This weekend is the 56th anniversary of the premiere of our series. I’m trying to decide whether to make a post on the actual day or if I should wait till the next day, since the 21st is on a Saturday. I also have a birthday post to make this week, which is certainly a happier prospect than a memorial post.
Speaking of both birthday and memorial posts, I was watching The Untouchables on Friday night and ran across Mort Mills. (He pops up everywhere.) I realized that I’ve never really highlighted him or his Perry character on the blog. And that is totally a terrible omission, as his Sergeant Landro character recurs for several seasons. I think we see him at least eight times.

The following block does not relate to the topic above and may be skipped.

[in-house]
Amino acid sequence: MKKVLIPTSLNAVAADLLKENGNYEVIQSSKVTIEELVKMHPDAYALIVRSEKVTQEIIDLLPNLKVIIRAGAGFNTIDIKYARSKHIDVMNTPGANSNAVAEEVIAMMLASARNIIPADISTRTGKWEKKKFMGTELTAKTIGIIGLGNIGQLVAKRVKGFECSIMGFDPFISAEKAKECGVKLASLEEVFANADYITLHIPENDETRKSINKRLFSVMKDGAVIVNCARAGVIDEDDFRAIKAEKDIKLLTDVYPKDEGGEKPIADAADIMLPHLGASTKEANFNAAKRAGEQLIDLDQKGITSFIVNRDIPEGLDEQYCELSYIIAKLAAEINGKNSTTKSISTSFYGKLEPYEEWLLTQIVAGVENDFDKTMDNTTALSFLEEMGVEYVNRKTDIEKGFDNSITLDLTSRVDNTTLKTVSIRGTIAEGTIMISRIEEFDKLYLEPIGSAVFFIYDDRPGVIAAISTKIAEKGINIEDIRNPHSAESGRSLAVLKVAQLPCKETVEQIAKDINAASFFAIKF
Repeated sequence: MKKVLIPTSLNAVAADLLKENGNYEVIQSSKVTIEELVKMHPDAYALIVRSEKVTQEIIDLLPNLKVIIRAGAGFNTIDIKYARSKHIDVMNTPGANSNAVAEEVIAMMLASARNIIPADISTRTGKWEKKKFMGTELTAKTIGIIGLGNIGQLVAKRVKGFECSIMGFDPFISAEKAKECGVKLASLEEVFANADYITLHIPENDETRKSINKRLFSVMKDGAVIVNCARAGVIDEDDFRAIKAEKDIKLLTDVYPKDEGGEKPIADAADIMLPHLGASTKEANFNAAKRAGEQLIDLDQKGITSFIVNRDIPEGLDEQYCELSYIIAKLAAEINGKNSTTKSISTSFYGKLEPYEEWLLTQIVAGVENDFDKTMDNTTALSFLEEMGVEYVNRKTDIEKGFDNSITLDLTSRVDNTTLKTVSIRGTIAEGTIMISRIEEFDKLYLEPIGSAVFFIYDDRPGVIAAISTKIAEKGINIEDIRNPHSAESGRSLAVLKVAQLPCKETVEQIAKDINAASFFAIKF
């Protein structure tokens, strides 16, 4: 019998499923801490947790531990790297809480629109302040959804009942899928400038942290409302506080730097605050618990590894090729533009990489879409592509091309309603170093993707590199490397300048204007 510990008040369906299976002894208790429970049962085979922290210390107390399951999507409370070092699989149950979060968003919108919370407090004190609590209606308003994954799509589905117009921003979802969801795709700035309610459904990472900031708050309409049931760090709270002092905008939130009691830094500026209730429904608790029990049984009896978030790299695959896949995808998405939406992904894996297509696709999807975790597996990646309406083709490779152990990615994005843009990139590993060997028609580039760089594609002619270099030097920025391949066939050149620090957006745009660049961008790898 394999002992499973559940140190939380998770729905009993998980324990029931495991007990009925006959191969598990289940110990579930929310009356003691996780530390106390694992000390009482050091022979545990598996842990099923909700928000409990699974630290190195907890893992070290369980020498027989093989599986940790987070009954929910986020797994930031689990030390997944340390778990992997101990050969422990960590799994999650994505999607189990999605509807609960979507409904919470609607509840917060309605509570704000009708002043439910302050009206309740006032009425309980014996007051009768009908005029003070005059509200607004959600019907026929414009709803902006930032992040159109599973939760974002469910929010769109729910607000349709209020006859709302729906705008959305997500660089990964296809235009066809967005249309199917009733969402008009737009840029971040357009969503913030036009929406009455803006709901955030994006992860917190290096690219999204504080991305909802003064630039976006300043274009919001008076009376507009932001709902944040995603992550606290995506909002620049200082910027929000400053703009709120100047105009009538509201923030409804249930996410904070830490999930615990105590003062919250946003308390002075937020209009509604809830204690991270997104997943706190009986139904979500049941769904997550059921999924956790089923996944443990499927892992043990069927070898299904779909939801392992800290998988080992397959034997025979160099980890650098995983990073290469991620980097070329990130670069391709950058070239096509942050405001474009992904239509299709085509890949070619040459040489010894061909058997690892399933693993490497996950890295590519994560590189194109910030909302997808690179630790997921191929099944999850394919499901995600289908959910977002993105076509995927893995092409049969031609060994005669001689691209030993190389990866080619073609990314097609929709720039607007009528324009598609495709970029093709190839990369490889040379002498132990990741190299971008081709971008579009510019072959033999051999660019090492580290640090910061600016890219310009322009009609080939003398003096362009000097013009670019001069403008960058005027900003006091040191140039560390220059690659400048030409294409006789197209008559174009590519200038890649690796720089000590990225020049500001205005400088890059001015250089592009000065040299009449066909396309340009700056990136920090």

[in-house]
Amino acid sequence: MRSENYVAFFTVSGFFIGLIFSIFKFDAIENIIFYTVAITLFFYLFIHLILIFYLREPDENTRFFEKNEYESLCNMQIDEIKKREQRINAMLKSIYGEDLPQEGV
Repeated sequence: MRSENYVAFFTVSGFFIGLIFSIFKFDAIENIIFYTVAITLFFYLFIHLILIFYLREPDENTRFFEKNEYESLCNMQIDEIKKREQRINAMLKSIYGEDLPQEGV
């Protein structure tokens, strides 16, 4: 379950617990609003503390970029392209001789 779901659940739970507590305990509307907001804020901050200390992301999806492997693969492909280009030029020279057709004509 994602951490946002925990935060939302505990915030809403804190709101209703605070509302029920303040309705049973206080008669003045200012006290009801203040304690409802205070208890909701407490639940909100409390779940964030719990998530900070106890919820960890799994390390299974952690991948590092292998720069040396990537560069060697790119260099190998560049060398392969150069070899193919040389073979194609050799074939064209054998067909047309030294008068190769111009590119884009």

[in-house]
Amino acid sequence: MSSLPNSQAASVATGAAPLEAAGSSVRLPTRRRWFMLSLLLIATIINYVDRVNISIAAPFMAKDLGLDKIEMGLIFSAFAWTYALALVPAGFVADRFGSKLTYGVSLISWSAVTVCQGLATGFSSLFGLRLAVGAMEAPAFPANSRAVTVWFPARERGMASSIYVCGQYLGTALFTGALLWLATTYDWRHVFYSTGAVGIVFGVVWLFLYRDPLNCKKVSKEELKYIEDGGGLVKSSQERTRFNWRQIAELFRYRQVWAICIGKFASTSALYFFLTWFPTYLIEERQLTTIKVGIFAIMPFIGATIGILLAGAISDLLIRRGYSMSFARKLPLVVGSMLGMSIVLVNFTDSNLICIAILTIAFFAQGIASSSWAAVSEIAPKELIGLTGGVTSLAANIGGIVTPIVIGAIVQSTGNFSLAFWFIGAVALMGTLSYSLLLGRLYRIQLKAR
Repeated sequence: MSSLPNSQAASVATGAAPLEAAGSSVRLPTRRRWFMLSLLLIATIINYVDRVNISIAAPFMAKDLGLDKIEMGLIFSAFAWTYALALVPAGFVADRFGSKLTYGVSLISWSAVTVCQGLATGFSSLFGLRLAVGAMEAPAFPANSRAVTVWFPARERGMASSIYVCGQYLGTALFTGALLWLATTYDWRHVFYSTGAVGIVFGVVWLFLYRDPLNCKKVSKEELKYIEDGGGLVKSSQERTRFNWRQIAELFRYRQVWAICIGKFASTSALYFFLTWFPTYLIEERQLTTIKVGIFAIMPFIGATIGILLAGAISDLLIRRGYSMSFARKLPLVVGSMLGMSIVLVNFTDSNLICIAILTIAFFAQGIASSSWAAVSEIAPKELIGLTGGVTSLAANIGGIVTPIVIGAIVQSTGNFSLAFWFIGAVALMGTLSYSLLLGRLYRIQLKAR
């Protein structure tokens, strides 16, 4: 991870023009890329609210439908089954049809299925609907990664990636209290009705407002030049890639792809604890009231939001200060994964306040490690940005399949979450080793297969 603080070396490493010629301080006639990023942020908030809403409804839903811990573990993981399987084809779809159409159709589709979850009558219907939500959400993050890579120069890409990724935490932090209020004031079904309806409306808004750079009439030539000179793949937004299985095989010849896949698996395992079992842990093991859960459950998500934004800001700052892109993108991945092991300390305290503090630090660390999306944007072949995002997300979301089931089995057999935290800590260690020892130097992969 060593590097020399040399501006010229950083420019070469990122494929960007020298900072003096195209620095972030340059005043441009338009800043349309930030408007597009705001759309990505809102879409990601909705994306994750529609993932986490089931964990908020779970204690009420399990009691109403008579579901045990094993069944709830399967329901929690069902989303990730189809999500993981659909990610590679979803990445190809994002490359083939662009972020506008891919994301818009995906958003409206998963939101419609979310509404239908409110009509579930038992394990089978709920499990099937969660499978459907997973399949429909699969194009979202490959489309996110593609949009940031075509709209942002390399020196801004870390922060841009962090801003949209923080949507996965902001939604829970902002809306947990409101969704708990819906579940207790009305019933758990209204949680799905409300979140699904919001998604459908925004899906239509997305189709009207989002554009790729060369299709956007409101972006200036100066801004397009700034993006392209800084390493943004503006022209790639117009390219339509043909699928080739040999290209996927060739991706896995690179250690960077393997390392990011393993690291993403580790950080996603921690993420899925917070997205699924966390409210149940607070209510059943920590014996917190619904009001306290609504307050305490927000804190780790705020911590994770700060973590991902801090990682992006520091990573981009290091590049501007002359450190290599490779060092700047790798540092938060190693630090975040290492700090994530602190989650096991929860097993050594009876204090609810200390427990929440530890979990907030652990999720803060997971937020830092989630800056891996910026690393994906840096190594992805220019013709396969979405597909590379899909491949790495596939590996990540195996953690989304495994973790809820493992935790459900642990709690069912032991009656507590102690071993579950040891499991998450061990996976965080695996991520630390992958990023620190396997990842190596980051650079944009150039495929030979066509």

Originally I didn’t like the character too much and that was why he didn’t appear in my stories or on the blog. Now, however, I’m not even sure why I didn’t like him. He’s a perfectly fine character and a good, upright policeman. And even if I didn’t like him, I shouldn’t allow personal feelings to keep me from highlighting a recurring character on the blog.
I should try to find a place for him in a story. I still may have a bit of trouble with that, however, as when he appears it means something is happening in Los Angeles County rather than the city, and the city police will most likely not be involved. I think I’d find it a bit hard to write a whole multi-chapter story without the city police! On the other hand, though, there are those episodes where Andy appears if some element of the crime involves his jurisdiction, so maybe I could get Sergeant Landro into a story that would have the city police, too.